You cannot disregard your subconscious. So, looking down over a putter and like its aesthetics will translate into a more confident putting stroke.
More over certain putter shapes will tend also to dictate what their set ups are. For example, mallet putters’ tent to be more face balanced. And remember they key to being a better putter is finding the putter that is moving true and straight at the point of impact.
Also, it is worth mentioning that the larger putter does tend to be heavier but with the incorporation of changeable weights into putters this is less of a rule today. We also all have had our fair share of putts that have gone in with less-than-ideal speed but perfect alignment. The opposite is seldom true.
Many golfers have never even considered that their putter is lofted. And even less could tell you by how much. The fact is, generally the average golfer does not see loft as a point of consideration when talking about putters.
While it is true that the putter is the least lofted club in your bag it still has between 2 to 4 degrees of loft which is crucial to get the ball rolling towards the hole. Depending on where the ball is in your stance or the angle of inclination of the putter the loft of the putter will determine the behavior of the ball at impact.
If the aggregate loft of the putter nears 0 degrees the ball may drag at takeoff. You can think of it as putting the ball into the ground. Instead, if the angle becomes too large the ball can tend to skip ever so slightly making the its path much less predictable.
So even if loft is not the leading factor to consider it should not be completely forgotten.
The length of the putter is important since it factors into the ability of the golfer to have his eyes and thus his line of sight directly over the ball. This is of course important to be able to see and line up the ball into the hole.
Most putters will fall between 32 to 36 inches and the following are the commonly accepted guidance’s:
- 6’3” + 36” putter
- 6’ to 6’2” – 35” putter
- 5’9” to 5’11” – 34” putter
- 5’3” to 5’9” – 33” putter
- 5’ to 5’2” – 32” putter
Remember these are just generalizations. Depending on your posture and where your hands feel comfortable on the grip you may deviate from these ranges.
The measurement of a putters lie angle is the same as all of the other clubs in your bag. It is done by measuring the angle from the heel of the putter and its shaft when the putter is placed at rest in a neutral position. Generally, you can expect a putter to range from 70 to 72 degrees.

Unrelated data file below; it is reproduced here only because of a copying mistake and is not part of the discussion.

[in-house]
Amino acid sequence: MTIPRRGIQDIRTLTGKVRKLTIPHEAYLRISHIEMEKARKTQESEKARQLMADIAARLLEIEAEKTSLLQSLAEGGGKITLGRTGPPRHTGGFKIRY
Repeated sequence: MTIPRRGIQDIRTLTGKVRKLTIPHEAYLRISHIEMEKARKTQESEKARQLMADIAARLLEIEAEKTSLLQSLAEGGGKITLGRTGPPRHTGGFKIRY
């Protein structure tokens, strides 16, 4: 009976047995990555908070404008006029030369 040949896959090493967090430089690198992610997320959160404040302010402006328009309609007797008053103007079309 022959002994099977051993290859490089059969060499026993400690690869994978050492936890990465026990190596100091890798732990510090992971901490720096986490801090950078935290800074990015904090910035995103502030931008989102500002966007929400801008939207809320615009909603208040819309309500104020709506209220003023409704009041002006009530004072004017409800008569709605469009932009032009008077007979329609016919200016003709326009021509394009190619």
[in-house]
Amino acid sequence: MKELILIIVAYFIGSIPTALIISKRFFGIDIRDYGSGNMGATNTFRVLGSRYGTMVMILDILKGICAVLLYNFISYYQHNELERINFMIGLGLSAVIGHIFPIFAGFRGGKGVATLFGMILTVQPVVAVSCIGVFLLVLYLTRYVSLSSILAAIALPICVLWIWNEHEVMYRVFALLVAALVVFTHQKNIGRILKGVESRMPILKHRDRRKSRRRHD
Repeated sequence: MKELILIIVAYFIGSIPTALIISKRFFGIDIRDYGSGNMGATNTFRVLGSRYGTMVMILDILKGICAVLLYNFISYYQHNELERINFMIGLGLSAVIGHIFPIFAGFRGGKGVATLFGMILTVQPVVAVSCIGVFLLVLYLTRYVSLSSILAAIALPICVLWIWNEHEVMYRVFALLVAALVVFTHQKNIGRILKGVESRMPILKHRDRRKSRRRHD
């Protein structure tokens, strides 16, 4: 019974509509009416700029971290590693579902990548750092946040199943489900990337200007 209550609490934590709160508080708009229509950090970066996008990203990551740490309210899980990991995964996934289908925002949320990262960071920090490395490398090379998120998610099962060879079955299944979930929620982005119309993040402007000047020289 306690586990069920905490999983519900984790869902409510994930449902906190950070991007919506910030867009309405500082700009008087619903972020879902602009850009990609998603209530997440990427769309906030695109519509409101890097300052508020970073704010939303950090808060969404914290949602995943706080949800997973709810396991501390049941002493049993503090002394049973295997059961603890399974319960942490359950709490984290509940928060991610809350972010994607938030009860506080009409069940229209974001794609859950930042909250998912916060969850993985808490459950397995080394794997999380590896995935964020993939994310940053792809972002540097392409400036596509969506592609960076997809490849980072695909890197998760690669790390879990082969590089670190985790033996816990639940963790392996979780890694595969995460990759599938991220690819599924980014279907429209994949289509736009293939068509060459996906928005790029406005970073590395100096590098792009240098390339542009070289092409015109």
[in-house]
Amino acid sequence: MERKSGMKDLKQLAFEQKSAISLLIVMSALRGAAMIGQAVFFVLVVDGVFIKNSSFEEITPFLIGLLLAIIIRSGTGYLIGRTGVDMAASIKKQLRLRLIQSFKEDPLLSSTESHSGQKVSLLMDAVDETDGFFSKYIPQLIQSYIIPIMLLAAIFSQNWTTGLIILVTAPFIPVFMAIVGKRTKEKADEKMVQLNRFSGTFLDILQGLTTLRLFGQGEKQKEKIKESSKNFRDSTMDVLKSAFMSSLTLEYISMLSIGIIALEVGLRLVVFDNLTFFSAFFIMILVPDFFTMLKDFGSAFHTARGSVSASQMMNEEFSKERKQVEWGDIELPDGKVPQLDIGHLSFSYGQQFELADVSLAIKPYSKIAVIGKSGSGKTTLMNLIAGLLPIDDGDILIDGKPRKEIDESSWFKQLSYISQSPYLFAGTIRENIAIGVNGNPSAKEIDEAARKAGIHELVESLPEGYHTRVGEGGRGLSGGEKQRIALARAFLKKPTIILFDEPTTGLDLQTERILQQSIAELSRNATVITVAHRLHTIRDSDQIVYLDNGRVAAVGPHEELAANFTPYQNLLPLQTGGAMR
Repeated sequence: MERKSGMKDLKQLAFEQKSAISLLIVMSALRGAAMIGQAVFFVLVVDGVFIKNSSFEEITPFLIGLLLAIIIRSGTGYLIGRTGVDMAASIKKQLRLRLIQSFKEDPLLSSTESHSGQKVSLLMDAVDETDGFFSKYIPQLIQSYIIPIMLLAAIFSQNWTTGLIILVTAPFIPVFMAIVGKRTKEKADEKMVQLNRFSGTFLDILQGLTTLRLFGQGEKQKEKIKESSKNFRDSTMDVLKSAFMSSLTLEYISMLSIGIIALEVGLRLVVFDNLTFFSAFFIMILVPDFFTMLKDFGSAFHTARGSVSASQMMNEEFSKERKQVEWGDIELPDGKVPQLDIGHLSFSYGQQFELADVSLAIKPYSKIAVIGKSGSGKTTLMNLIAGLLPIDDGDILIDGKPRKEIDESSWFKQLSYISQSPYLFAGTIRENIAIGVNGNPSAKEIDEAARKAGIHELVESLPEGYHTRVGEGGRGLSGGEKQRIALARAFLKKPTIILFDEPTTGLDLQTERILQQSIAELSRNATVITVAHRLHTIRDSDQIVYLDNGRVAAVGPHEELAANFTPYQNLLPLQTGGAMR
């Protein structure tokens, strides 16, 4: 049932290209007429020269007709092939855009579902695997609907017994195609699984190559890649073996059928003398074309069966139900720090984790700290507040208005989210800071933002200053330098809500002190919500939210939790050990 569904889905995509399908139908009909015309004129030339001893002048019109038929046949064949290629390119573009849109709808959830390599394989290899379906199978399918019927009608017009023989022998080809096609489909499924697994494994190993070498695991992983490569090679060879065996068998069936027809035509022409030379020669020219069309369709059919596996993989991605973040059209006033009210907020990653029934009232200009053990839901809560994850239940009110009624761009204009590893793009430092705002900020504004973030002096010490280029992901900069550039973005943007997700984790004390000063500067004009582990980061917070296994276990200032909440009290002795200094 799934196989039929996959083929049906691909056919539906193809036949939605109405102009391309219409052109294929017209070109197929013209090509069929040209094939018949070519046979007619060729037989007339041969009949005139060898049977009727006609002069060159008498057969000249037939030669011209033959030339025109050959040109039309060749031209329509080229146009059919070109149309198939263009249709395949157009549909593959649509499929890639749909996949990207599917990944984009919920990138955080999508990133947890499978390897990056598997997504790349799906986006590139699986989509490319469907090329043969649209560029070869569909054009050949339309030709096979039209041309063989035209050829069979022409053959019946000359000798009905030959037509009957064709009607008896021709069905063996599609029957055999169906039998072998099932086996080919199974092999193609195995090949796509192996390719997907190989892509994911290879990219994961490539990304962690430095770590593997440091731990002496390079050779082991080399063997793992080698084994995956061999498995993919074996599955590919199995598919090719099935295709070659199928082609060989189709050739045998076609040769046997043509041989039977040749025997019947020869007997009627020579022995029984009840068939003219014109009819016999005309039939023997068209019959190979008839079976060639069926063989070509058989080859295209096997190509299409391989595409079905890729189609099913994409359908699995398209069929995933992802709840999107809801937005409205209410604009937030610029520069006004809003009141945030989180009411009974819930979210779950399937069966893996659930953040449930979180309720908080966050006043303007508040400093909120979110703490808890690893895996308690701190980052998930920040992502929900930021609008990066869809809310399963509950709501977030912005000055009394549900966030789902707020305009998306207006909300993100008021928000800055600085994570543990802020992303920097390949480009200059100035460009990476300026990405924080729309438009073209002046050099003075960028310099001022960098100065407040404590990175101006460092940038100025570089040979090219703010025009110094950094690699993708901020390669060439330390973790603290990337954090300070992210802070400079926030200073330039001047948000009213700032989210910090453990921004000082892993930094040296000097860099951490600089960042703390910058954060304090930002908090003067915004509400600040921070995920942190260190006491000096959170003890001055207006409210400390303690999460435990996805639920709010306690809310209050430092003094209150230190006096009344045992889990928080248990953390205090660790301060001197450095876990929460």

If the lie angle does not stay neutral when you address the ball this leads to ball strikes off center. Depending on the if the putter is too flat or two angled your point of contact will be prone to be either towards the toe or heel. This leads to putts being directed right or left of the target.
What is important to keep in mind is that the lie and the length of the putter need to work together so that you will be looking down over the ball. So, changing one variable may lead to needing changes in the other.
The right weight of your putter is all about how it feels in your hands. It’s about finding the equilibrium between the right feel for the ball at contact vs. a comfortable weight to create a smooth pendular stroke.
Generally lighter putters facilitate better feel and heavier putters’ better motion. It’s not hard to imagine why if you think about it in terms as the relationship between the weight of the ball and the putter. Just imagine putting the ball with a sledgehammer. You would most likely not even know you made contact with the ball.
The average weight you might expect is about 350 grams. But many of today’s putters are manufactured with interchangeable weighting so you can swap in something heavier or lighter if it suits you better.
There is not so much to say about grip size and style other that find one that your hands are comfortable with. If your hands are not gripping the club comfortable you are already starting from a bad place.
This generally is broken down between milled and insert faced putters. Historically insert faced putters had a softer feel than milled putters. But this is no longer the rule. Technology and manufacturing techniques have created a much greyer area here.
What is important is that the material that you choose has the effect you are looking for. Some golfers prefer a softer contact as opposed to a crisper one. So here there is not so much an empirical right or wrong as much as are you a soft golfer